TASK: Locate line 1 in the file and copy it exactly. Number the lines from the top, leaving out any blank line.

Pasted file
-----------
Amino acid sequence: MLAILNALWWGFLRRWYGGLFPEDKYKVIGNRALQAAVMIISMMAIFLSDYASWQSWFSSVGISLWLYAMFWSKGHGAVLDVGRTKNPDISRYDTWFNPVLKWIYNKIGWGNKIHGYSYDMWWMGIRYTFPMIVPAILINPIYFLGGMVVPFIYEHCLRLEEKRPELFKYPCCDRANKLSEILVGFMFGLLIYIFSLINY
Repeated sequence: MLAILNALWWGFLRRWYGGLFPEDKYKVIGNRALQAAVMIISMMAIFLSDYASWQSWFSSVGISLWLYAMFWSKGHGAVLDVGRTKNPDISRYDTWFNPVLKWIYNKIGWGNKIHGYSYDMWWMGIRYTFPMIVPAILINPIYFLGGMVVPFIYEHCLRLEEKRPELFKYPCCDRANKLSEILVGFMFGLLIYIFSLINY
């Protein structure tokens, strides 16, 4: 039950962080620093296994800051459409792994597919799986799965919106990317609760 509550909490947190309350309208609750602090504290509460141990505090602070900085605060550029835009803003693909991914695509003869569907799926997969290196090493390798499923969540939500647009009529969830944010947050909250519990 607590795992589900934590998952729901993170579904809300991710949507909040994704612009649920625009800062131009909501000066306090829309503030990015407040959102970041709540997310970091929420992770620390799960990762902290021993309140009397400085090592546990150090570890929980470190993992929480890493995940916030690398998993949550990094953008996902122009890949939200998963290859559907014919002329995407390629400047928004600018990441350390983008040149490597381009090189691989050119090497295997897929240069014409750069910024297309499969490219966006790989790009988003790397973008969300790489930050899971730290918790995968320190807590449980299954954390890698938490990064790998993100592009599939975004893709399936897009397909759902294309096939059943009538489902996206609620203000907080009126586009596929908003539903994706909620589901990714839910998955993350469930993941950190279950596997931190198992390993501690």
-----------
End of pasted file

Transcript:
Amino acid sequence: MLAILNALWWGFLRRWYGGLFPEDKYKVIGNRALQAAVMIISMMAIFLSDYASWQSWFSSVGISLWLYAMFWSKGHGAVLDVGRTKNPDISRYDTWFNPVLKWIYNKIGWGNKIHGYSYDMWWMGIRYTFPMIVPAILINPIYFLGGMVVPFIYEHCLRLEEKRPELFKYPCCDRANKLSEILVGFMFGLLIYIFSLINY